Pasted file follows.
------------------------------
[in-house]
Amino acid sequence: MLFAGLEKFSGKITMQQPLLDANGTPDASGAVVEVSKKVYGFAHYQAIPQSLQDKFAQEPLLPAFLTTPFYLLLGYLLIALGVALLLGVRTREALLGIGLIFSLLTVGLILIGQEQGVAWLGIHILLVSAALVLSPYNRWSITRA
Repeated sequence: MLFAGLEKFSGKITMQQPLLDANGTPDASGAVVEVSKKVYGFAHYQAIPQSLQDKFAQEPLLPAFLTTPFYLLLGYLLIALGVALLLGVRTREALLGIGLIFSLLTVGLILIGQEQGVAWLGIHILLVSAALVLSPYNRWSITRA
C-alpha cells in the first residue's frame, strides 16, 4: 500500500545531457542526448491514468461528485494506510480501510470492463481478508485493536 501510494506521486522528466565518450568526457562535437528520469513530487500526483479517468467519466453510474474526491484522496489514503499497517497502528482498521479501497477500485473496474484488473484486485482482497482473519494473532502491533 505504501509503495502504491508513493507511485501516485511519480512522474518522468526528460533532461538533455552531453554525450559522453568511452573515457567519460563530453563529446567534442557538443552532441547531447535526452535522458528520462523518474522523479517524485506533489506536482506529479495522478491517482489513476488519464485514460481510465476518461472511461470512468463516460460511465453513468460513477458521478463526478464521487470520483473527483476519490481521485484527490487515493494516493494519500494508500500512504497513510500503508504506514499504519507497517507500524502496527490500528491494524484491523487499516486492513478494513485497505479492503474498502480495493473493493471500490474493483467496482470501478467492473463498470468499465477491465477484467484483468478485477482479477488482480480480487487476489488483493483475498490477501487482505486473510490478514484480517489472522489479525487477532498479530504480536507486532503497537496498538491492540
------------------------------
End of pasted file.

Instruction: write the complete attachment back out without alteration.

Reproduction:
[in-house]
Amino acid sequence: MLFAGLEKFSGKITMQQPLLDANGTPDASGAVVEVSKKVYGFAHYQAIPQSLQDKFAQEPLLPAFLTTPFYLLLGYLLIALGVALLLGVRTREALLGIGLIFSLLTVGLILIGQEQGVAWLGIHILLVSAALVLSPYNRWSITRA
Repeated sequence: MLFAGLEKFSGKITMQQPLLDANGTPDASGAVVEVSKKVYGFAHYQAIPQSLQDKFAQEPLLPAFLTTPFYLLLGYLLIALGVALLLGVRTREALLGIGLIFSLLTVGLILIGQEQGVAWLGIHILLVSAALVLSPYNRWSITRA
C-alpha cells in the first residue's frame, strides 16, 4: 500500500545531457542526448491514468461528485494506510480501510470492463481478508485493536 501510494506521486522528466565518450568526457562535437528520469513530487500526483479517468467519466453510474474526491484522496489514503499497517497502528482498521479501497477500485473496474484488473484486485482482497482473519494473532502491533 505504501509503495502504491508513493507511485501516485511519480512522474518522468526528460533532461538533455552531453554525450559522453568511452573515457567519460563530453563529446567534442557538443552532441547531447535526452535522458528520462523518474522523479517524485506533489506536482506529479495522478491517482489513476488519464485514460481510465476518461472511461470512468463516460460511465453513468460513477458521478463526478464521487470520483473527483476519490481521485484527490487515493494516493494519500494508500500512504497513510500503508504506514499504519507497517507500524502496527490500528491494524484491523487499516486492513478494513485497505479492503474498502480495493473493493471500490474493483467496482470501478467492473463498470468499465477491465477484467484483468478485477482479477488482480480480487487476489488483493483475498490477501487482505486473510490478514484480517489472522489479525487477532498479530504480536507486532503497537496498538491492540